"It might intuitively feel right to keep the money 'safe' ... but the opposite is true because inflation, higher medical costs and longevity require solid growth to overcome."
During your golden years, your investment-strategy focus shifts from capital appreciation to wealth preservation.
As such, your asset allocation should now reflect a more balanced mix of stocks and bonds, Adams stressed.
More conservative investors should have roughly 60 percent of their portfolio in fixed-income securities—including bonds, tax-exempt bond funds, real-estate investment trusts and certificates of deposit—with the remaining 40 percent in equities, such as mutual funds and individual stocks, he noted.
The inverse allocation would be appropriate for an aggressive investor or one who needs to pursue growth.
Whatever your tolerance for risk, just be sure you're not too conservative with your portfolio, warned Adams, who noted new retirees may live 30 more years off their savings and need to achieve a reasonable rate of return.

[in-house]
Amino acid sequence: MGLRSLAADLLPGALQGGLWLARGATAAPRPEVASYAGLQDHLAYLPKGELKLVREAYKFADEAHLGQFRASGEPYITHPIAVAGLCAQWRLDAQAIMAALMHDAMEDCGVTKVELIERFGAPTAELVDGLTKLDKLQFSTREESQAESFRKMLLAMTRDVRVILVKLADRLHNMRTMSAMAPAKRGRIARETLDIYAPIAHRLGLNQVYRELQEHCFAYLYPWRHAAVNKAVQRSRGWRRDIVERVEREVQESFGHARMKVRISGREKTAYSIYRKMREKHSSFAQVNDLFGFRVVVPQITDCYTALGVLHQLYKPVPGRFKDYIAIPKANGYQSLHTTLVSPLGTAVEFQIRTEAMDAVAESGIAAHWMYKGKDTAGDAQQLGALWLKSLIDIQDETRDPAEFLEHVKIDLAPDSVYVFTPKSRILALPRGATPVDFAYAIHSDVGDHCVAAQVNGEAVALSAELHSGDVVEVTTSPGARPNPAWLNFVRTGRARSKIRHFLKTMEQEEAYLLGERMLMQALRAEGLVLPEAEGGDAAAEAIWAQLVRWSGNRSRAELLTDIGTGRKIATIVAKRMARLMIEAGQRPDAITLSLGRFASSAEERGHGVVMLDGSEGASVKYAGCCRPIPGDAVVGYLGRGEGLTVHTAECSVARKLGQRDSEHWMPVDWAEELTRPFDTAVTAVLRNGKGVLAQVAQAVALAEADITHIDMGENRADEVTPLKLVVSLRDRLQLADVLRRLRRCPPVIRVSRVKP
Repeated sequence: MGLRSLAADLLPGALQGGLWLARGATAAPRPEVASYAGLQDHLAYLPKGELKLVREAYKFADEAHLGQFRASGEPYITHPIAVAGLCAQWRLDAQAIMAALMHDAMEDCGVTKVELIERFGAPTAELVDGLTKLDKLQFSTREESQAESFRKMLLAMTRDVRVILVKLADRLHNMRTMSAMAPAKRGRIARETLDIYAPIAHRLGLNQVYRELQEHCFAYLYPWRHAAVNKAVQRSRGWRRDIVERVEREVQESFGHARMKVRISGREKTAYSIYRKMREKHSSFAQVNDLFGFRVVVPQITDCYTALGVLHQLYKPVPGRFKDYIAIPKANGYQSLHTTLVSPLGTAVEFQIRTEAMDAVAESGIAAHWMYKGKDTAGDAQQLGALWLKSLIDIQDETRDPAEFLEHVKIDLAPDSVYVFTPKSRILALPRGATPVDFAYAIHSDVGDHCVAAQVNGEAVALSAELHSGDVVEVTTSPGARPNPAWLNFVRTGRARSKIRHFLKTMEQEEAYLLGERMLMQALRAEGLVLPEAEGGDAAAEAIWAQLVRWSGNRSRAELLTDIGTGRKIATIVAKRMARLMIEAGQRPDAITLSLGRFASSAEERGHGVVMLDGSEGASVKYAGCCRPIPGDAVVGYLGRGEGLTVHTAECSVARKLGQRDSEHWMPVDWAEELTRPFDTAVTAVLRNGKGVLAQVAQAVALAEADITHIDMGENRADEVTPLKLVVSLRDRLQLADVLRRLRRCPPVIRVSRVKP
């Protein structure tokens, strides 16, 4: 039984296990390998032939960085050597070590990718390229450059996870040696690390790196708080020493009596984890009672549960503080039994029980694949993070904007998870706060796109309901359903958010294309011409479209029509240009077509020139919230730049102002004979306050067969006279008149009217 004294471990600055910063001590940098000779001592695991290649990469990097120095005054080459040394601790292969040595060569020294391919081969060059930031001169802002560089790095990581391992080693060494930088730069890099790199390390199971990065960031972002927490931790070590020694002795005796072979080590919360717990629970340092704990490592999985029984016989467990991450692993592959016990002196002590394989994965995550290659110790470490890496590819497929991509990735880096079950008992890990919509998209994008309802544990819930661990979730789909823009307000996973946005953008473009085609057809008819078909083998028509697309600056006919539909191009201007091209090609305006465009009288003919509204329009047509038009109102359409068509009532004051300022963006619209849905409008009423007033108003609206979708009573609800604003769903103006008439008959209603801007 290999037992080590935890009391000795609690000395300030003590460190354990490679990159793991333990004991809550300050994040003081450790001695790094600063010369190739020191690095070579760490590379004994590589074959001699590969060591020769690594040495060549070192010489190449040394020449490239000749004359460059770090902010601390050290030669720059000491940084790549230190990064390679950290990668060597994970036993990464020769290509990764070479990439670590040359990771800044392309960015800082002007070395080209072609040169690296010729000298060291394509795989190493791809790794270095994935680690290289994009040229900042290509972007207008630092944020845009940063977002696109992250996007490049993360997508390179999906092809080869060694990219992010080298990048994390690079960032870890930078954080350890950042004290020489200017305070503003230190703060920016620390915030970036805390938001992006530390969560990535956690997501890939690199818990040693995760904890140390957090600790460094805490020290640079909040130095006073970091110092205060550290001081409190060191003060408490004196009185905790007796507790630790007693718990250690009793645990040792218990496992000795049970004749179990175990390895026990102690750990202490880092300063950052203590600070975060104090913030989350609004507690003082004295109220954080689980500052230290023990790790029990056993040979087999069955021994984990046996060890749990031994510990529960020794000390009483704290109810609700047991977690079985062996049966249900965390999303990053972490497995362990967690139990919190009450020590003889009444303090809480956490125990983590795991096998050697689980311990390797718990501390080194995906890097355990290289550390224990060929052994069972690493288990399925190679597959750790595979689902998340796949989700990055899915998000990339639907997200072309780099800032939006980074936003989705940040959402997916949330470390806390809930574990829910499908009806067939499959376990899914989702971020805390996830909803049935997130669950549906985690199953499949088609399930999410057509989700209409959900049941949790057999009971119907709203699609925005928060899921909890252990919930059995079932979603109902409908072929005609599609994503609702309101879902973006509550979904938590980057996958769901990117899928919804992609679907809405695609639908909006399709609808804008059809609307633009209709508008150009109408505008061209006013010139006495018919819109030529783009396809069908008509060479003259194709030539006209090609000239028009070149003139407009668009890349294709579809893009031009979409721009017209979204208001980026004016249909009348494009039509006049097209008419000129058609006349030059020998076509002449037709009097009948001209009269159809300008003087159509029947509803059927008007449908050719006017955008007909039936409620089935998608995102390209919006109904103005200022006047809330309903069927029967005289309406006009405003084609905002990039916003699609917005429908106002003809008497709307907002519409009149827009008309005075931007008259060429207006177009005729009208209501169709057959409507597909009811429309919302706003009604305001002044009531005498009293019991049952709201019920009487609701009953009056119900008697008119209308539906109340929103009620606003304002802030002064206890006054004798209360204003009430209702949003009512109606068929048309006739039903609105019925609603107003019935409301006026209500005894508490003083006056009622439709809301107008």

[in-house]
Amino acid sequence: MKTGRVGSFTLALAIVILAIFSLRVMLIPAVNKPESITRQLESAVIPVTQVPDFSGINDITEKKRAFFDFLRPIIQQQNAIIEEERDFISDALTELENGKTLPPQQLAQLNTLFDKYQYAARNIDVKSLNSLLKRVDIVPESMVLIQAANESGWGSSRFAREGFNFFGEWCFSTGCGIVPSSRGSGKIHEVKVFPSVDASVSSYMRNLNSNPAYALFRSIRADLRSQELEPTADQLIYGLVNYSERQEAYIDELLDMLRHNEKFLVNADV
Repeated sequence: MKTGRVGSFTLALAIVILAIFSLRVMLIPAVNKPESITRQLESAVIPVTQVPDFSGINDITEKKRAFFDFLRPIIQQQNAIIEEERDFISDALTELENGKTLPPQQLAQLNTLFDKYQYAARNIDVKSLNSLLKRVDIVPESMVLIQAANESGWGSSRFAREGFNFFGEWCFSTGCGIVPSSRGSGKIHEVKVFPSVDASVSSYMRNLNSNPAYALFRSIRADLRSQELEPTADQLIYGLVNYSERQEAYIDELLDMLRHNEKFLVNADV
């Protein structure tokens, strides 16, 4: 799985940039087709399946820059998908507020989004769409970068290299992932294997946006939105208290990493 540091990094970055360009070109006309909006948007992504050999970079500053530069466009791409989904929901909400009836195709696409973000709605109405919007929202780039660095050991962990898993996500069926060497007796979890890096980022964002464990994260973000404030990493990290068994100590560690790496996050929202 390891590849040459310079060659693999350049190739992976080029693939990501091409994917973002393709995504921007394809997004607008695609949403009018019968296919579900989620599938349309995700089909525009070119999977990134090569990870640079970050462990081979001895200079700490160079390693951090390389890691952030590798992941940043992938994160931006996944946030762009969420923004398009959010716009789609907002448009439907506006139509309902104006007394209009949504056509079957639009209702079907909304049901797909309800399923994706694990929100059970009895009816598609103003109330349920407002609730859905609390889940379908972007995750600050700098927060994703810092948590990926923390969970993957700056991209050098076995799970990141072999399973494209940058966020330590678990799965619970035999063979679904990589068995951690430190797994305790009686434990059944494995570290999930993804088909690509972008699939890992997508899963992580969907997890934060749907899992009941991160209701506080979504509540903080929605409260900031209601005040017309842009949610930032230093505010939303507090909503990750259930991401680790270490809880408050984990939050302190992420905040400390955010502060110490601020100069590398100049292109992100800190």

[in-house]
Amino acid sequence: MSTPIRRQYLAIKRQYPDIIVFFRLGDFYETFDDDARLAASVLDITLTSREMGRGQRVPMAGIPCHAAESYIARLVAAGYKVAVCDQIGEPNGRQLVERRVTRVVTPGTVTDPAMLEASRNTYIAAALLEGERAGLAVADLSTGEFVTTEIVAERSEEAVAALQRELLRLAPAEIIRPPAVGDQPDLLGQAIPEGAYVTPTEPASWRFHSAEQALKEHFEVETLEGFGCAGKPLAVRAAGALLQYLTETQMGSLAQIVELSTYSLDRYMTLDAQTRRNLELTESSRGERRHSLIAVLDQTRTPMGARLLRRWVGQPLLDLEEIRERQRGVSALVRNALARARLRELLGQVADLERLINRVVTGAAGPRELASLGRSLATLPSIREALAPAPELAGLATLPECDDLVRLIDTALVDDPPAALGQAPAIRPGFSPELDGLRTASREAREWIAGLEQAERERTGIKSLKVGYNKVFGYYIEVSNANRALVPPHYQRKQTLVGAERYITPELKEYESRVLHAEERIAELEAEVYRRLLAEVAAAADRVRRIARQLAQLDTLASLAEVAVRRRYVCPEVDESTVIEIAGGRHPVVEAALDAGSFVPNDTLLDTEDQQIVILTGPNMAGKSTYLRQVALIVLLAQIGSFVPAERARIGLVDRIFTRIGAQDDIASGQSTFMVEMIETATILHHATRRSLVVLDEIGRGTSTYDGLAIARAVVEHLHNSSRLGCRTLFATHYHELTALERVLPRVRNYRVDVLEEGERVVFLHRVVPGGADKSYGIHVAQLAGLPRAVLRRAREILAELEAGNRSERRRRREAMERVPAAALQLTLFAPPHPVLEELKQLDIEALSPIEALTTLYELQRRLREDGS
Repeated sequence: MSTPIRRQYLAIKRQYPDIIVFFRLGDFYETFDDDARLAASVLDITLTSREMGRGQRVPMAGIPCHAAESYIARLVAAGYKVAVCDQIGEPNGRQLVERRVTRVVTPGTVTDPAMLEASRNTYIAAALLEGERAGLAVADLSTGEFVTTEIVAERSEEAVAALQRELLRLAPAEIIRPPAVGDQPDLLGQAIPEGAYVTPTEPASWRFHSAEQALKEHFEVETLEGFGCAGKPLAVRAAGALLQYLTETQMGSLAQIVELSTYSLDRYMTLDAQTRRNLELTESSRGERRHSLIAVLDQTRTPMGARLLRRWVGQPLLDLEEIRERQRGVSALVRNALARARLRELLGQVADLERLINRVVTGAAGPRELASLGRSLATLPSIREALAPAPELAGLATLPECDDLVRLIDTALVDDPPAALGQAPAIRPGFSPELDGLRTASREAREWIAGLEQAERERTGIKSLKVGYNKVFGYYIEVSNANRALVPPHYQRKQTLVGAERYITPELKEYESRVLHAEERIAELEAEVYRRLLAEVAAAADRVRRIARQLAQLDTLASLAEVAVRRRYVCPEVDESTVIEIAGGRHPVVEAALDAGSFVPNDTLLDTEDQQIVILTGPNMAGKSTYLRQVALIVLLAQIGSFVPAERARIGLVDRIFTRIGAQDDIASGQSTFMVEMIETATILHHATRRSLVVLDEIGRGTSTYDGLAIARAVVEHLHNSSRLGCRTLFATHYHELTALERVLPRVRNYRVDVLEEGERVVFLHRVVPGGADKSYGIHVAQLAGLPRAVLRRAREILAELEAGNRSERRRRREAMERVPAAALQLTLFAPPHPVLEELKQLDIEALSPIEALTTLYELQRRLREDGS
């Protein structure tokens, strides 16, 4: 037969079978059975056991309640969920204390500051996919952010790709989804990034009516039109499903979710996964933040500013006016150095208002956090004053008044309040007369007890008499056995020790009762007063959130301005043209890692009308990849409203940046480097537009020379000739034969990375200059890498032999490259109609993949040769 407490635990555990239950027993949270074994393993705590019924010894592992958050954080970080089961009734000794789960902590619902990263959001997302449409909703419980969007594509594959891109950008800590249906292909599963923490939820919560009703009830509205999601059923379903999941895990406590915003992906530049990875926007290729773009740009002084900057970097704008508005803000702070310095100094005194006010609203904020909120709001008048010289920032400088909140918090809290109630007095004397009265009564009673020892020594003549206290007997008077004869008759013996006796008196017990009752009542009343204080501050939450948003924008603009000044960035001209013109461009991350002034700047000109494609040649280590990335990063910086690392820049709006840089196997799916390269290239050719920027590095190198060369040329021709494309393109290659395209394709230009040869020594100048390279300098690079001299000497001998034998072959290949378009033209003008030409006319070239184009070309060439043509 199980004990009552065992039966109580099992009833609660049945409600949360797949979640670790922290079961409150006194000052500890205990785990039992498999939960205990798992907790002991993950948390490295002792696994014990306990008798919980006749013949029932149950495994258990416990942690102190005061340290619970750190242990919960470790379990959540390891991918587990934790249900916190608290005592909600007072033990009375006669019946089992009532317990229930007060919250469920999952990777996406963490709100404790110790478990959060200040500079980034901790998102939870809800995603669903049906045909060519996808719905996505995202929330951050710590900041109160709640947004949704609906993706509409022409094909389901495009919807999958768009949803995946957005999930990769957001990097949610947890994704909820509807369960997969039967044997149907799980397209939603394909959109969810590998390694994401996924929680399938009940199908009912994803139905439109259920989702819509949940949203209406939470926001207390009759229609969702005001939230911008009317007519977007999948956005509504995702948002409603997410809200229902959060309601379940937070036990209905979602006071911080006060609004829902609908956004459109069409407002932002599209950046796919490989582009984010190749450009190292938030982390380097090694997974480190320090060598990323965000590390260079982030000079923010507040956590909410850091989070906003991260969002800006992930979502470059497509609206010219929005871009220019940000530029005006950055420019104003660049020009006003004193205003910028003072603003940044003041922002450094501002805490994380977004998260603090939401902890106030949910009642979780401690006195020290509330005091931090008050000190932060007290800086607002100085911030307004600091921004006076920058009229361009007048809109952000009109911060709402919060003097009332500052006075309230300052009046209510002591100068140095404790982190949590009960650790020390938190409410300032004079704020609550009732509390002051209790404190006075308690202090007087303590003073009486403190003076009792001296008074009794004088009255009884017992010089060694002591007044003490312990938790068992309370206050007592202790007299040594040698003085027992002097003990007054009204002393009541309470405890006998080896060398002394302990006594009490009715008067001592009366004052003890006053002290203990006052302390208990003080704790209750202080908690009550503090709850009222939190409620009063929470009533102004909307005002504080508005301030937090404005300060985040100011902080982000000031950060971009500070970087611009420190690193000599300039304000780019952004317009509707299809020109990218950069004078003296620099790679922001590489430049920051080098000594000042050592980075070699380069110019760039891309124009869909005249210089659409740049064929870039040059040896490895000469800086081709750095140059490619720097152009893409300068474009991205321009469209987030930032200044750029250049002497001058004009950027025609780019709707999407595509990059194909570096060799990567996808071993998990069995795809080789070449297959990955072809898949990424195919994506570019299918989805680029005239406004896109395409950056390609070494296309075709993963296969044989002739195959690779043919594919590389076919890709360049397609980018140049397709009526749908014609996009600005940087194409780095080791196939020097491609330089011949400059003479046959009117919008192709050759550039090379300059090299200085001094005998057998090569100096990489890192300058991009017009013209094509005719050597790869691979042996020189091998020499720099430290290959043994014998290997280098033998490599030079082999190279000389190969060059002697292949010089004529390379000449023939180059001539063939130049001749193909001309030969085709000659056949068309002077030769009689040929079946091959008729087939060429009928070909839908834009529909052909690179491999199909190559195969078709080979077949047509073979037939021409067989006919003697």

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"It might intuitively feel right to keep the money 'safe,' such as putting a lot in a money market fund for years at a time, but the opposite is true because inflation, higher medical costs and longevity require solid growth to overcome," he said.
As such, retirees should have only a small portion of their retirement-income stream tied to noninflation-adjusted fixed payments.
"Oftentimes, annuities and most nongovernment pensions are not inflation-adjusted," Adams said. "This means that in as little as 15 years, assuming 3 percent inflation, a $7,000 fixed-payment stream will have declined an amazing 37 percent to only provide the same purchasing power as $4,500 at the time of retirement."